Finally, the real value of Twitter revealed>>
“We’ve been struck by the amount of video and eyewitness testimony,” said Jon Williams, the BBC world news editor. “The days when regimes can control the flow of information are over.”
The extremists seem to have taken over Israel's soul.
Max Blumenthal says about his video:
I hope those who have watched it, especially those predisposed to dismiss it as anti-Israel propaganda or shock video with “no news value,” will at least ask how vitriolic levels of racism are able to flow through the streets of Jerusalem like sewage, why the grandsons of Holocaust survivors feel compelled to offer the Shoah as justification to behave like fascist street thugs, and how the sons and daughters of successful Jewish American families casually merged Zionist cant with crude white supremacism. The willful avoidance of these painful questions by self-proclaimed supporters of Israel is setting the stage for the complete delegitimization of the country they claim to love. As Obama said, “any world order that elevates one nation or group of people over another will inevitably fail. So whatever we think of the past, we must not be prisoners of it.”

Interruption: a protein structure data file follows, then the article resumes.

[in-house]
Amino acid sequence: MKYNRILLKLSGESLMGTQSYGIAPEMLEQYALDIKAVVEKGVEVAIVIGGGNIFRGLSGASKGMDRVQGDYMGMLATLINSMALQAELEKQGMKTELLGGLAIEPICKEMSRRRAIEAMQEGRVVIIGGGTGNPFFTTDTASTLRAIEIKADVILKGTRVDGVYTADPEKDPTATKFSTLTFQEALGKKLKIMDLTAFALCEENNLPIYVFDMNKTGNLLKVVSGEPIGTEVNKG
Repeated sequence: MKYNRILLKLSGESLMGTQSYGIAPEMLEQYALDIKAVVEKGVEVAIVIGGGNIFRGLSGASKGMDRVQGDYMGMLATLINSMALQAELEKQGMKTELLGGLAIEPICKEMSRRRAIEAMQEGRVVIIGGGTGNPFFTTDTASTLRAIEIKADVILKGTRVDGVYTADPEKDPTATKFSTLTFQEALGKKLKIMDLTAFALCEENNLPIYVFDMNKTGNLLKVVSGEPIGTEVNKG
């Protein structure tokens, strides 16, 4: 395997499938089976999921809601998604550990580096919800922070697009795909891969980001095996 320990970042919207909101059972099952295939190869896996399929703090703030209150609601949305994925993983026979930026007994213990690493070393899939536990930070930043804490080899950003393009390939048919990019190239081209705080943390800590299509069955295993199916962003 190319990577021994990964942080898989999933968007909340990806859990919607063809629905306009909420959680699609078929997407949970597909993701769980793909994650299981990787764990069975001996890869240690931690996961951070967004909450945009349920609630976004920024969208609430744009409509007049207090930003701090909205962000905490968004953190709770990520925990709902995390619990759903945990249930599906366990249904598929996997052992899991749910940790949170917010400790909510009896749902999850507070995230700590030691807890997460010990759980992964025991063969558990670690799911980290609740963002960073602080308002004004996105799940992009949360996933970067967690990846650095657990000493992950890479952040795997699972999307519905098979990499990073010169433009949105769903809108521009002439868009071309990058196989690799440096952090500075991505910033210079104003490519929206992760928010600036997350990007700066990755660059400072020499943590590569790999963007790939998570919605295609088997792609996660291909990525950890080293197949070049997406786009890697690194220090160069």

And on top of this we have morons like Rupert Murdoch.
On the other side, we have the moving story of Josh Lipsky and his trip to Buchenwald.
I see how easy it is to use hate to unite people - the Christian fundamentalists, white supremacists, Jewish settlers, Zionists, Hamas, Taliban, Al-Qaeda - flip sides of the currency of terror.
The world is not against you, Israel. You are against you.
Hat-tips to Dera and Steven for sending me these stories.